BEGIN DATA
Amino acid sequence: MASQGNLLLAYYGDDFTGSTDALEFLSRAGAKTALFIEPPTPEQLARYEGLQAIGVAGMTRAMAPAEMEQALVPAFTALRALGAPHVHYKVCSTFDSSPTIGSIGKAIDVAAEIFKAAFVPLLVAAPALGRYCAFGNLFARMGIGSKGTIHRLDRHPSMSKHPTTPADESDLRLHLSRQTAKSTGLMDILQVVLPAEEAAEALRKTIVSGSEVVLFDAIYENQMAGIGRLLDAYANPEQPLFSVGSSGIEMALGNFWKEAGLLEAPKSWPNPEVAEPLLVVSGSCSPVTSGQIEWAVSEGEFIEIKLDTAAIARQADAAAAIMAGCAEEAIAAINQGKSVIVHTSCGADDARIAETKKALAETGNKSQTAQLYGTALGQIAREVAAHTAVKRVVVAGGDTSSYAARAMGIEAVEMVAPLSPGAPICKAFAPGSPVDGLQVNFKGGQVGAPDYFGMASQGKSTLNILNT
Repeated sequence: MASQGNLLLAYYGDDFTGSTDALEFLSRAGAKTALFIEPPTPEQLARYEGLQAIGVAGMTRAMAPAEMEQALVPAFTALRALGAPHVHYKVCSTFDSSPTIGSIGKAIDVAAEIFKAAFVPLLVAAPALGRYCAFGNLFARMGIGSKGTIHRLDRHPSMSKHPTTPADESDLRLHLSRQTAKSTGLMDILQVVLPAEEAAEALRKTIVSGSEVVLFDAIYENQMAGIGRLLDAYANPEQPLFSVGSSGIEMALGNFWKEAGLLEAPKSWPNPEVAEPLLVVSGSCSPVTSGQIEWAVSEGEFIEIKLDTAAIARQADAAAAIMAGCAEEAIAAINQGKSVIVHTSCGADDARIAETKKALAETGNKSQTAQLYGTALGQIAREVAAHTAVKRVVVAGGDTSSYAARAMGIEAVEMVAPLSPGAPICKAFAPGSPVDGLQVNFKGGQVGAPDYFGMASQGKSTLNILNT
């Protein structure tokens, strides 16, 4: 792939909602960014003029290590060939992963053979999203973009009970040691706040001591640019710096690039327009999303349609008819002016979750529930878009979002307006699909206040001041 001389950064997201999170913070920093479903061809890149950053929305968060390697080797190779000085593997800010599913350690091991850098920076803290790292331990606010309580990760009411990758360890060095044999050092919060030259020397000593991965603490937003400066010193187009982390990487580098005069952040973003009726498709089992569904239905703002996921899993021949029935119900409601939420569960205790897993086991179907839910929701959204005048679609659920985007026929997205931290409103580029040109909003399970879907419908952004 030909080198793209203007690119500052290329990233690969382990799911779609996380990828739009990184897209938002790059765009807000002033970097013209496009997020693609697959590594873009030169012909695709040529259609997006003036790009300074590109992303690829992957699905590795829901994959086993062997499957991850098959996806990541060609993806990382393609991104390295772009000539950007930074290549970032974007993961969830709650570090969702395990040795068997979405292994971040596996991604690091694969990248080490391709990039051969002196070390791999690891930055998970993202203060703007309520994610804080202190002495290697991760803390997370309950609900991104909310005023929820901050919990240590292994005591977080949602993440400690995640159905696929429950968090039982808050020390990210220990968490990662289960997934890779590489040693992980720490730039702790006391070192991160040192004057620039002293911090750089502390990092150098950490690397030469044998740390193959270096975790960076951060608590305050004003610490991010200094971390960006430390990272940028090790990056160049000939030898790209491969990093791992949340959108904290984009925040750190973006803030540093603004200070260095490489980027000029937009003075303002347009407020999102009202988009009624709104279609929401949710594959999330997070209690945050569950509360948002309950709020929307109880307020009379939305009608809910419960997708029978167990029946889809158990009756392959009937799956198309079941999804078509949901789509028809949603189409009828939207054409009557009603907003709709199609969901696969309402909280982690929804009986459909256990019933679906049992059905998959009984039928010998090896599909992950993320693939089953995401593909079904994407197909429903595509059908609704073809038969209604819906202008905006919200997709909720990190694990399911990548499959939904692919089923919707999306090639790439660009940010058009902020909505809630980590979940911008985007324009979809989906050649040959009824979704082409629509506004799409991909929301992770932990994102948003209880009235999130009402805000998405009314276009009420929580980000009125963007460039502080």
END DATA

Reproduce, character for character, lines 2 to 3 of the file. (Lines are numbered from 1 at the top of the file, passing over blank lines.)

Repeated sequence: MASQGNLLLAYYGDDFTGSTDALEFLSRAGAKTALFIEPPTPEQLARYEGLQAIGVAGMTRAMAPAEMEQALVPAFTALRALGAPHVHYKVCSTFDSSPTIGSIGKAIDVAAEIFKAAFVPLLVAAPALGRYCAFGNLFARMGIGSKGTIHRLDRHPSMSKHPTTPADESDLRLHLSRQTAKSTGLMDILQVVLPAEEAAEALRKTIVSGSEVVLFDAIYENQMAGIGRLLDAYANPEQPLFSVGSSGIEMALGNFWKEAGLLEAPKSWPNPEVAEPLLVVSGSCSPVTSGQIEWAVSEGEFIEIKLDTAAIARQADAAAAIMAGCAEEAIAAINQGKSVIVHTSCGADDARIAETKKALAETGNKSQTAQLYGTALGQIAREVAAHTAVKRVVVAGGDTSSYAARAMGIEAVEMVAPLSPGAPICKAFAPGSPVDGLQVNFKGGQVGAPDYFGMASQGKSTLNILNT
């Protein structure tokens, strides 16, 4: 792939909602960014003029290590060939992963053979999203973009009970040691706040001591640019710096690039327009999303349609008819002016979750529930878009979002307006699909206040001041 001389950064997201999170913070920093479903061809890149950053929305968060390697080797190779000085593997800010599913350690091991850098920076803290790292331990606010309580990760009411990758360890060095044999050092919060030259020397000593991965603490937003400066010193187009982390990487580098005069952040973003009726498709089992569904239905703002996921899993021949029935119900409601939420569960205790897993086991179907839910929701959204005048679609659920985007026929997205931290409103580029040109909003399970879907419908952004 030909080198793209203007690119500052290329990233690969382990799911779609996380990828739009990184897209938002790059765009807000002033970097013209496009997020693609697959590594873009030169012909695709040529259609997006003036790009300074590109992303690829992957699905590795829901994959086993062997499957991850098959996806990541060609993806990382393609991104390295772009000539950007930074290549970032974007993961969830709650570090969702395990040795068997979405292994971040596996991604690091694969990248080490391709990039051969002196070390791999690891930055998970993202203060703007309520994610804080202190002495290697991760803390997370309950609900991104909310005023929820901050919990240590292994005591977080949602993440400690995640159905696929429950968090039982808050020390990210220990968490990662289960997934890779590489040693992980720490730039702790006391070192991160040192004057620039002293911090750089502390990092150098950490690397030469044998740390193959270096975790960076951060608590305050004003610490991010200094971390960006430390990272940028090790990056160049000939030898790209491969990093791992949340959108904290984009925040750190973006803030540093603004200070260095490489980027000029937009003075303002347009407020999102009202988009009624709104279609929401949710594959999330997070209690945050569950509360948002309950709020929307109880307020009379939305009608809910419960997708029978167990029946889809158990009756392959009937799956198309079941999804078509949901789509028809949603189409009828939207054409009557009603907003709709199609969901696969309402909280982690929804009986459909256990019933679906049992059905998959009984039928010998090896599909992950993320693939089953995401593909079904994407197909429903595509059908609704073809038969209604819906202008905006919200997709909720990190694990399911990548499959939904692919089923919707999306090639790439660009940010058009902020909505809630980590979940911008985007324009979809989906050649040959009824979704082409629509506004799409991909929301992770932990994102948003209880009235999130009402805000998405009314276009009420929580980000009125963007460039502080």